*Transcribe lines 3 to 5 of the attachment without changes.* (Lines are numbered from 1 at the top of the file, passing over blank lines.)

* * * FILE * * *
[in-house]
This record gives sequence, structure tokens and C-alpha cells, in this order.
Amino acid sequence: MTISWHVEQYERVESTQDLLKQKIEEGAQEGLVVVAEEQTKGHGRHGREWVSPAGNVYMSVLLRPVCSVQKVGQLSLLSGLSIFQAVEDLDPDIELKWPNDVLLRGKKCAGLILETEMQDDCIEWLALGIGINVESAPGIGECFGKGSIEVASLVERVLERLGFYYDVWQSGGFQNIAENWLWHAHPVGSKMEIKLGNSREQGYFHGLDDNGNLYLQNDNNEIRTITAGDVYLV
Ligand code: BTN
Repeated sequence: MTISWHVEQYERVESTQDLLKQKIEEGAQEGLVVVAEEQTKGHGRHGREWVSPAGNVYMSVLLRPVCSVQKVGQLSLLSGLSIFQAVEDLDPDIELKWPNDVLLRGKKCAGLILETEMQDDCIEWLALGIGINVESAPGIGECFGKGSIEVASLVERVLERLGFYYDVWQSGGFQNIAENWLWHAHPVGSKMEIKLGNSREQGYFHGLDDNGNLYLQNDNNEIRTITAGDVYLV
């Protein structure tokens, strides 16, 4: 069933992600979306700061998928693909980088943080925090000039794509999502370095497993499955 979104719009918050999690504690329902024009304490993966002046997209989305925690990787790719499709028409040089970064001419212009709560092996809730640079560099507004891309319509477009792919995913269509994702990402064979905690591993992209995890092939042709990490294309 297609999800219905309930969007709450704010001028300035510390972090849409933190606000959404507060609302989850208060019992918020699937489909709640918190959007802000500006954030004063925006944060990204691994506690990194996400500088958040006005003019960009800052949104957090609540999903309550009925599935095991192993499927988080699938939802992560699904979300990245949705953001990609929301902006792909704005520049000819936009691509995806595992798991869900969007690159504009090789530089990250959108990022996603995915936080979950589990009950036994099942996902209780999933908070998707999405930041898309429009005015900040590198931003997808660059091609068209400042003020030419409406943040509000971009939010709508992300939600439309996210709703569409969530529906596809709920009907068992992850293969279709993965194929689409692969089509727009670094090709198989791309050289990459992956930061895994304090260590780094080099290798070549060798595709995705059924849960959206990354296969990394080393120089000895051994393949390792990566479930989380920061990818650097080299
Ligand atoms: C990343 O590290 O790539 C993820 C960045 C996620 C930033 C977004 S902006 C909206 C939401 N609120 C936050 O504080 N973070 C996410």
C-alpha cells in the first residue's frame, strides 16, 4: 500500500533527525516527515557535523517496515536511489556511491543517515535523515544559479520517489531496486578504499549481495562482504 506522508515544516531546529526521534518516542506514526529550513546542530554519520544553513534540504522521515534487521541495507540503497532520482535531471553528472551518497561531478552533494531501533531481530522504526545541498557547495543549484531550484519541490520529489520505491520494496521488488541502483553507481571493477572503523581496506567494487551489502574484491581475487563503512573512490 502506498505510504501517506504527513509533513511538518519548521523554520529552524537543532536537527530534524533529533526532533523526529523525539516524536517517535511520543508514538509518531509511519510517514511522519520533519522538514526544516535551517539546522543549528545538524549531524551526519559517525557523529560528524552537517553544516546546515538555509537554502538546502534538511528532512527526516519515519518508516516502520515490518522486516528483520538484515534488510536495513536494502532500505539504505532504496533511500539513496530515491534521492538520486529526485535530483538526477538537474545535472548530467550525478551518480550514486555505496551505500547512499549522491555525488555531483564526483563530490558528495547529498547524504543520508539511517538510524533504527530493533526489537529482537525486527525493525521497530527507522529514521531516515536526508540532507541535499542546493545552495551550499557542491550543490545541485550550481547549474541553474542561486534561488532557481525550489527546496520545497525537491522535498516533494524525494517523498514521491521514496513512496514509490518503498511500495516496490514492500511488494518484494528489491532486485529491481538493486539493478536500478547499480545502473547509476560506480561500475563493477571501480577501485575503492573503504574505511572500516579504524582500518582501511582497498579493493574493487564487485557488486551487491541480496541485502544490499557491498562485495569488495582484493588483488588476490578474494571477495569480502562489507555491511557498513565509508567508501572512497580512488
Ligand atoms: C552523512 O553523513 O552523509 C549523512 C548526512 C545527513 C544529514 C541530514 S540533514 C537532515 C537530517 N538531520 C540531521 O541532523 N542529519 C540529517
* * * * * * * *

Amino acid sequence: MTISWHVEQYERVESTQDLLKQKIEEGAQEGLVVVAEEQTKGHGRHGREWVSPAGNVYMSVLLRPVCSVQKVGQLSLLSGLSIFQAVEDLDPDIELKWPNDVLLRGKKCAGLILETEMQDDCIEWLALGIGINVESAPGIGECFGKGSIEVASLVERVLERLGFYYDVWQSGGFQNIAENWLWHAHPVGSKMEIKLGNSREQGYFHGLDDNGNLYLQNDNNEIRTITAGDVYLV
Ligand code: BTN
Repeated sequence: MTISWHVEQYERVESTQDLLKQKIEEGAQEGLVVVAEEQTKGHGRHGREWVSPAGNVYMSVLLRPVCSVQKVGQLSLLSGLSIFQAVEDLDPDIELKWPNDVLLRGKKCAGLILETEMQDDCIEWLALGIGINVESAPGIGECFGKGSIEVASLVERVLERLGFYYDVWQSGGFQNIAENWLWHAHPVGSKMEIKLGNSREQGYFHGLDDNGNLYLQNDNNEIRTITAGDVYLV